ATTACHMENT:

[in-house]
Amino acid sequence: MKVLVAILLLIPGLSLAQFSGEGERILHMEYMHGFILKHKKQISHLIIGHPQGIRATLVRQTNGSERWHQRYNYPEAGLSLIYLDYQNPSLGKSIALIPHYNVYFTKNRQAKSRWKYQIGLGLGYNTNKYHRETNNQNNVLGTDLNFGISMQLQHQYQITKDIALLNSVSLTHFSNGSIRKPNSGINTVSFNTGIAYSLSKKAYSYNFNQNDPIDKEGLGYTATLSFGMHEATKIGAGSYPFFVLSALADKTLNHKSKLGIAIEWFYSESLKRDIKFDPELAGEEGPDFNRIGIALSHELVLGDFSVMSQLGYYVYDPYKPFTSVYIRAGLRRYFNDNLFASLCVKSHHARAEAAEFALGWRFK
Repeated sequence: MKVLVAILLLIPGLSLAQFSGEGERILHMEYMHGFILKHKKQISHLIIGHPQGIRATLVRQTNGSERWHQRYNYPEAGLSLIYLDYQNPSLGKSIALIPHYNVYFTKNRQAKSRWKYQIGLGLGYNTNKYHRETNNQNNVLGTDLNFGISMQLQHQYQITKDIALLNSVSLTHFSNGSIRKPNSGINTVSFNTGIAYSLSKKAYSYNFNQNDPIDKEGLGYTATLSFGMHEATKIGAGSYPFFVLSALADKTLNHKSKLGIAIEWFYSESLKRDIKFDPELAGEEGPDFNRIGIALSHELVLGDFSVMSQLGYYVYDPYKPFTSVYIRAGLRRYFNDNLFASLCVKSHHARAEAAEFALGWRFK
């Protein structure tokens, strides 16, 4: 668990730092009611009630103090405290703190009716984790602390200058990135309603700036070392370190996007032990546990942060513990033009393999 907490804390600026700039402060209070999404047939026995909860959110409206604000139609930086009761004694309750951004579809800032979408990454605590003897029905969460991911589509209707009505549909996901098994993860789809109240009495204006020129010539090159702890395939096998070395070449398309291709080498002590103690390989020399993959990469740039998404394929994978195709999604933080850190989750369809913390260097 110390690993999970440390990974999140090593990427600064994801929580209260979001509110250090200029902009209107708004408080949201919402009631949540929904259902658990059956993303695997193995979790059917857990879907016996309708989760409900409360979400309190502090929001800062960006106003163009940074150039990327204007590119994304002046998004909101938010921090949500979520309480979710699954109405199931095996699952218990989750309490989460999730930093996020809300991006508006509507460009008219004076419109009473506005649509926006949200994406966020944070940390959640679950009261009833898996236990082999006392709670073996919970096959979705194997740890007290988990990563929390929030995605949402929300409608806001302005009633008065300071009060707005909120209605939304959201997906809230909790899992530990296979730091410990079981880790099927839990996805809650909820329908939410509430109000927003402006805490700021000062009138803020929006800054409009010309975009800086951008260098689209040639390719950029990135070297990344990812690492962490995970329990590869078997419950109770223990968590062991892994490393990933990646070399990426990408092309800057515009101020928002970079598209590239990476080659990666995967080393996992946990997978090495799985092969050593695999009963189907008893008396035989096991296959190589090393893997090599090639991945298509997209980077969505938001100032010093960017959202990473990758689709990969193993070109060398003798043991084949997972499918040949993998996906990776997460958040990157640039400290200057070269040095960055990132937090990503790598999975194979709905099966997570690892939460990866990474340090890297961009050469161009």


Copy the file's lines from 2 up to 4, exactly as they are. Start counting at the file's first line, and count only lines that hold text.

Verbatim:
Amino acid sequence: MKVLVAILLLIPGLSLAQFSGEGERILHMEYMHGFILKHKKQISHLIIGHPQGIRATLVRQTNGSERWHQRYNYPEAGLSLIYLDYQNPSLGKSIALIPHYNVYFTKNRQAKSRWKYQIGLGLGYNTNKYHRETNNQNNVLGTDLNFGISMQLQHQYQITKDIALLNSVSLTHFSNGSIRKPNSGINTVSFNTGIAYSLSKKAYSYNFNQNDPIDKEGLGYTATLSFGMHEATKIGAGSYPFFVLSALADKTLNHKSKLGIAIEWFYSESLKRDIKFDPELAGEEGPDFNRIGIALSHELVLGDFSVMSQLGYYVYDPYKPFTSVYIRAGLRRYFNDNLFASLCVKSHHARAEAAEFALGWRFK
Repeated sequence: MKVLVAILLLIPGLSLAQFSGEGERILHMEYMHGFILKHKKQISHLIIGHPQGIRATLVRQTNGSERWHQRYNYPEAGLSLIYLDYQNPSLGKSIALIPHYNVYFTKNRQAKSRWKYQIGLGLGYNTNKYHRETNNQNNVLGTDLNFGISMQLQHQYQITKDIALLNSVSLTHFSNGSIRKPNSGINTVSFNTGIAYSLSKKAYSYNFNQNDPIDKEGLGYTATLSFGMHEATKIGAGSYPFFVLSALADKTLNHKSKLGIAIEWFYSESLKRDIKFDPELAGEEGPDFNRIGIALSHELVLGDFSVMSQLGYYVYDPYKPFTSVYIRAGLRRYFNDNLFASLCVKSHHARAEAAEFALGWRFK
């Protein structure tokens, strides 16, 4: 668990730092009611009630103090405290703190009716984790602390200058990135309603700036070392370190996007032990546990942060513990033009393999 907490804390600026700039402060209070999404047939026995909860959110409206604000139609930086009761004694309750951004579809800032979408990454605590003897029905969460991911589509209707009505549909996901098994993860789809109240009495204006020129010539090159702890395939096998070395070449398309291709080498002590103690390989020399993959990469740039998404394929994978195709999604933080850190989750369809913390260097 110390690993999970440390990974999140090593990427600064994801929580209260979001509110250090200029902009209107708004408080949201919402009631949540929904259902658990059956993303695997193995979790059917857990879907016996309708989760409900409360979400309190502090929001800062960006106003163009940074150039990327204007590119994304002046998004909101938010921090949500979520309480979710699954109405199931095996699952218990989750309490989460999730930093996020809300991006508006509507460009008219004076419109009473506005649509926006949200994406966020944070940390959640679950009261009833898996236990082999006392709670073996919970096959979705194997740890007290988990990563929390929030995605949402929300409608806001302005009633008065300071009060707005909120209605939304959201997906809230909790899992530990296979730091410990079981880790099927839990996805809650909820329908939410509430109000927003402006805490700021000062009138803020929006800054409009010309975009800086951008260098689209040639390719950029990135070297990344990812690492962490995970329990590869078997419950109770223990968590062991892994490393990933990646070399990426990408092309800057515009101020928002970079598209590239990476080659990666995967080393996992946990997978090495799985092969050593695999009963189907008893008396035989096991296959190589090393893997090599090639991945298509997209980077969505938001100032010093960017959202990473990758689709990969193993070109060398003798043991084949997972499918040949993998996906990776997460958040990157640039400290200057070269040095960055990132937090990503790598999975194979709905099966997570690892939460990866990474340090890297961009050469161009």